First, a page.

Rookie Card of Edgar Martinez, Plus the RC Everyone Forgets About
Edgar Martinez was not involved in any type of MLB Draft. Instead, he was approached by a Mariners Scout at a tryout and offered a minor league contract in 1982. He accepted and spent the next seven years in the farm system. He has two official rookie cards and one parallel.
I remember the peak of the sports card boom of the 1990s. It was the birth of chase cards, also known as insert cards. Then along came game-used jersey cards and in the background, very subtly, there was a powerhouse coming to light, on-card autographs!
Likewise, in that same decade, was the Seattle Mariners. They gave us All-Stars like Ken Griffey Jr., Randy Johnson, and Alex Rodriguez. But in the background, very subtly, there was a powerhouse coming to light.
Edgar Makes His Mark in Baseball History
Edgar Martinez. Also known as “El Papa” or “Papi” meaning the Father or Daddy, was known as a quiet, hard-working man, and the heart of the Mariners team.
He debuted in the MLB in September of 1987 as a third baseman and by 1992 won the AL Batting Title. He suffered a torn hamstring in spring training just prior to the 1993 season and some claim he never fully recovered.
This may have been the case defensively but not with the bat, Martinez was then utilized as a DH where he went on to win his second batting title hitting .356 in 1995.
To accompany those two batting titles is 5 Silver Slugger Awards and 7 All-Star appearances. But his most memorable moment would be in the 1995 AL Division Series against the Yankees.
It was tied at two games apiece in the best of 5 series. Mariners were losing 5-4 in the 11th inning when Martinez stepped up with two men on; he hit a double, allowing the Mariners to proceed in the postseason.
It was a magical moment in baseball especially to Seattle fans who termed the moment “The Double!”
Edgar Martinez References
Retired Yankee great Mariano Rivera was asked once if there was anyone that he didn’t want to face? He said,
“I will put it like this: the only guy that I didn’t want to face, when a tough situation comes was, Edgar Martinez. The reason is because I couldn’t get him out. It didn’t matter how I threw the ball, I couldn’t get him out.”
David Niehaus, play-by-play announcer for the Seattle Mariners between 1977-2010 said this about Edgar Martinez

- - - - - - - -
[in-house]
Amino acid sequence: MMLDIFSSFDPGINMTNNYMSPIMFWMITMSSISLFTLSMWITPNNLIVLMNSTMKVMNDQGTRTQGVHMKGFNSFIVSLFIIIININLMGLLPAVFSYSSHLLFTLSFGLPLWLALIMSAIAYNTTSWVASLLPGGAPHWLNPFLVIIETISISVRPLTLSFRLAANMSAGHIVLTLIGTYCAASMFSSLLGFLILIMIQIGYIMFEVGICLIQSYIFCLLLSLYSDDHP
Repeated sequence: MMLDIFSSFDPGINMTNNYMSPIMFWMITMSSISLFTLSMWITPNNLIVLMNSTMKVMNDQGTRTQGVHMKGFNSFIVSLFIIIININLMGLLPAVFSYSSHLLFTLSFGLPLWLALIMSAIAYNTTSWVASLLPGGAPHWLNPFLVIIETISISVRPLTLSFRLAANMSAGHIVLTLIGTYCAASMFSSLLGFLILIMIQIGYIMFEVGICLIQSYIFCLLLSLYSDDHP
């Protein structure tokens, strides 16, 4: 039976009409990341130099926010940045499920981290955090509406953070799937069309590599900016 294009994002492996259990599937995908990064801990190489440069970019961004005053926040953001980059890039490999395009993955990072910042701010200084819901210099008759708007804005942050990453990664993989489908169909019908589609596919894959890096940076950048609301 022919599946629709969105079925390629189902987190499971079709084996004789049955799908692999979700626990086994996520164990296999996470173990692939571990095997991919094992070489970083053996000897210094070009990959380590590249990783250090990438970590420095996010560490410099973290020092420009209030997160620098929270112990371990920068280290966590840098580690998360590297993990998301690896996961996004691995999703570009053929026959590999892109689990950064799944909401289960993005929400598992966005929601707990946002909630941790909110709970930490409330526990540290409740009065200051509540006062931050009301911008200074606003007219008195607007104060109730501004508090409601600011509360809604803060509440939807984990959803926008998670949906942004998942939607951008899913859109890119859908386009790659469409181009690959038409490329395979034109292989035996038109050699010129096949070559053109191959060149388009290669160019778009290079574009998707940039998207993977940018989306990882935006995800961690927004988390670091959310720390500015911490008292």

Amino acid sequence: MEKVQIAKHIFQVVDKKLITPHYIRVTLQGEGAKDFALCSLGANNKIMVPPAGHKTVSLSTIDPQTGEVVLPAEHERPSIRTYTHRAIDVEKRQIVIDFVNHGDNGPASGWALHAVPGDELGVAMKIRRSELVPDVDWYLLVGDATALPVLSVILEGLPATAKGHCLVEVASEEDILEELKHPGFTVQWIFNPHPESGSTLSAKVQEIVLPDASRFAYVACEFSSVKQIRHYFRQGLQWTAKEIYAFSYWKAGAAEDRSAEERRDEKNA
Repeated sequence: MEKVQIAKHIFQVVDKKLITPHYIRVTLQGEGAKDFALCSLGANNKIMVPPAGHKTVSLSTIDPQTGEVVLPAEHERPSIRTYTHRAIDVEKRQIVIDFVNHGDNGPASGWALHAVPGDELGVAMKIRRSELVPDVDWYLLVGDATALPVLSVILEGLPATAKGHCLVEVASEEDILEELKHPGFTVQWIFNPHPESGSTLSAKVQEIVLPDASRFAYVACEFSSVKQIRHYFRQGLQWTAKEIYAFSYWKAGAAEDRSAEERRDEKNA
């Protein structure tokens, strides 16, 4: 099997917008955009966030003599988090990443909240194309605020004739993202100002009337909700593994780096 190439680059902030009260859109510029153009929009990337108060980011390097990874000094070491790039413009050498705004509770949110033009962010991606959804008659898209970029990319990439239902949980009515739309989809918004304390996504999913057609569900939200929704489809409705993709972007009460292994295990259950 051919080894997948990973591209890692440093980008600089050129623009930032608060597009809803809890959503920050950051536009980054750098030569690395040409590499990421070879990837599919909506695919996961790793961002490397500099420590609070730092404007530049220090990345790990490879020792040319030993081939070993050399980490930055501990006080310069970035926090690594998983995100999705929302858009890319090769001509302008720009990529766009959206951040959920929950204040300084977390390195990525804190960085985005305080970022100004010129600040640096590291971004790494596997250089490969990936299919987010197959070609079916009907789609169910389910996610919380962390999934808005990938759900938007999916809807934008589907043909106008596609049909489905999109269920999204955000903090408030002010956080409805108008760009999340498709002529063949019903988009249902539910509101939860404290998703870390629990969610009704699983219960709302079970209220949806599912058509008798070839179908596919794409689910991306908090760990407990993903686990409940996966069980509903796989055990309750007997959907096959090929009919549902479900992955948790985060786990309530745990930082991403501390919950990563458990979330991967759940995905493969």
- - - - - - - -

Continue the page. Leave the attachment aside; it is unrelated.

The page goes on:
“I’ve never heard anybody in any walk of life say anything ever halfway bad about Edgar Martinez. I’ve never heard a cross word from him. He has always had nice things to say about everyone, even in trying circumstances. He’s a great human being.”
Career Stats & Accomplishments
Today, Edgar Martinez is the greatest DH hitter to ever play the game. Former Baseball Commissioner, Bud Selig renamed the annual Outstanding Designated Hitter Award to the Edgar Martinez Award in 1995 in honor of him winning the award 5 times.
His career stat line is Batting Average .312 | Hits 2,247 | Home Runs 309 | RBI’s 1,261.
Rookie Cards of Hall of Famer
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Everything about this card is Edgar Martinez, except for the photo, which was the Mariners reliever, Edwin Nunez.
Two rookies with strong Latino profiles and exact mustaches must have confused photographers and/or card designers when putting this one together, Lol!
Miscues like these do occur occasionally and oftentimes go uncorrected as was the case with this one. It’s still an official rookie card but within the hobby, it’s been branded as a rookie with an Uncorrected Error or UE.
This was the third year Donruss released “The Rookies” subset. It was created with the motive of competing with Topps & Fleer’s update sets.
This update set mimics the 660 card set Donruss released earlier that year, which is typical of update sets. Because of its boxed set distribution, this is considered an extended rookie card or XRC of our featured HOF.
However, because of this method of distribution and the error most collectors don’t even know of this Martinez rookie card.
On the card front, Donruss gives us a product emblem in the lower right corner and a brand emblem in the upper left. It’s on a greenish border with red and black plaid which looks really nice on the cards with proper centering.
The spearmint green background is traditional Donruss giving us a player bio, minor league stats, career highlights, and in typical Donruss fashion their current contract info.
Due to the uncorrected error on the Donruss Rookies some collectors choose to not recognize that card as a legitimate card of Edgar.
Personally, I do, but I understand if some feel this way, having the wrong photo is a significant foul. Collectors do view the 88 Fleer as the best and only other rookie card of our featured Hall of Famer.
The overall card design is unique with white cardboard stock with red and blue diagonal lines throughout the front and back. Kind of a letdown with the photo, Edgar doesn’t really seem into it.
The card backs lack eye appeal too but notice towards the bottom how statistically they show players “At Their Best” which would compare stats on player performance during the day, night, home, or road games – that’s different.
Overall, with either one of these Edgar rookie cards, there isn’t much value due to cards being massed produced during this era. For me, as a collector, I still have much respect for any rookie card of a Hall of Famer regardless of secondary market values.
There is one parallel for this one, Fleer Glossy which was a tin boxed factory set sold through QVC and Hobby Shops.
Happy Collecting Collectors,
Learn. Collect. Enjoy.